What differentiates FOM from other religions?
Vaughan Pratt
pratt at cs.stanford.edu
Mon Feb 13 02:39:39 EST 2023
After this extended discussion of finitism, which seems to have been
initiated by my great-great-grand-advisor Thoralf Skolem when he identified
PRA as a suitably finitistic logic in reaction to Russell and Whitehead's
*Principia Mathematica*, I've come to the conclusion that FOM religions are
differentiated from other religions by being linearly ordered.
Beyond the countable ordinals, only cardinals seem to matter. Within the
countable ordinals, we have omega^omega for PRA, epsilon_0 for PA, and the
Feferman-Schuette ordinal Gamma_0 as (arguably) the first impredicative
ordinal.
In this message I'd like to shift attention to the logic of regular
expressions, in which Kleene star is the only operation that can be
considered infinitary in any sense.
And since PRA can be organized as a purely equational theory (although its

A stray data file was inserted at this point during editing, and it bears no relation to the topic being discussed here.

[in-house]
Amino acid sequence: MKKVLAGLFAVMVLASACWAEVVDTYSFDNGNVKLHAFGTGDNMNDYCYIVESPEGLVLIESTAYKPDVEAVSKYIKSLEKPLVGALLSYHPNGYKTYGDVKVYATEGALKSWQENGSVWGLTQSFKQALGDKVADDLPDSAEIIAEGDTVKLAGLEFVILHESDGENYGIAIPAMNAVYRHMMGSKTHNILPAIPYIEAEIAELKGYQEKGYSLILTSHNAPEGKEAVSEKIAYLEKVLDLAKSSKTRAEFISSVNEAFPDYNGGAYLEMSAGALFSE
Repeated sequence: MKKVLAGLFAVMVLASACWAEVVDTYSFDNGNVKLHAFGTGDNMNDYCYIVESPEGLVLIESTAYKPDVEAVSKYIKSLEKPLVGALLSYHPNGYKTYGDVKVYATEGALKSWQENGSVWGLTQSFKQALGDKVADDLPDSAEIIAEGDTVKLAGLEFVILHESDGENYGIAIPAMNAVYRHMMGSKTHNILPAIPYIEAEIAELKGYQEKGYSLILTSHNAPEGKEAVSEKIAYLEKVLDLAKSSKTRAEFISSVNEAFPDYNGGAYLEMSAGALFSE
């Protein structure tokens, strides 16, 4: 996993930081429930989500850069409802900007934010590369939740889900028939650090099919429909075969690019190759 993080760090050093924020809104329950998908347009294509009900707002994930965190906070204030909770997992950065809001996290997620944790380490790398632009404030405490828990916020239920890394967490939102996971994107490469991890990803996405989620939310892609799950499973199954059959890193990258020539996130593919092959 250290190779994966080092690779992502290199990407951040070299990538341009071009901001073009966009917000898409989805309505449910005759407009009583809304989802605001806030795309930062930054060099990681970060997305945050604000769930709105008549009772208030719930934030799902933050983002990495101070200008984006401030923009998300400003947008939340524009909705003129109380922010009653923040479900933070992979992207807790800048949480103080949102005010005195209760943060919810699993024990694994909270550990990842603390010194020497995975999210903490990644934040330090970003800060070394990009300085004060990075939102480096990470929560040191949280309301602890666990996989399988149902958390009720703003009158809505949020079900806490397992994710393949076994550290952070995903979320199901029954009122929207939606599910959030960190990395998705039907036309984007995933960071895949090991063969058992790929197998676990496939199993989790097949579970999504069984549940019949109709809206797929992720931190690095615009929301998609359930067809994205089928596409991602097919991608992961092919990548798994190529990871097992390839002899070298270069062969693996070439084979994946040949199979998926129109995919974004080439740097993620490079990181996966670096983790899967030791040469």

extension to a Horn theory is also of interest), one can ask about
equational theories of regular expressions. Here are three.
1. Regular expressions as an equational theory. These were studied in a
book titled Regular Algebra and Finite Machines by John Horton Conway,
where he confirmed V. Redko's proof that this theory had no finite
axiomatization.
2. Propositional dynamic logic, PDL, the propositional fragment defined by
Mike Fischer and Richard Ladner of my first order dynamic logic, with
formulas of the form <a>p where a is a regular expression and p is a PDL
formula, closed under Boolean operations. In ACM STOC'80 I gave a
Birkhoff-style algebraic proof of completeness of Krister Segerberg's
axiomatization of PDL. Elsewhere I gave the first proof that that PDL was
decidable in exponential time.
3. Action algebra <https://en.wikipedia.org/wiki/Action_algebra>, a
finitely axiomatizable equational theory conservatively extending 1 above
by introducing two residual operations, "p before a" and "p after a".
Common to all three is the ostensibly infinitary operation of Kleene star.
Although no numbers are mentioned, one imagines that a* is infinitary. My
question is whether the infinitary nature of a* should be considered
potential or actual in each of these three logics of regular expressions.
Vaughan Pratt
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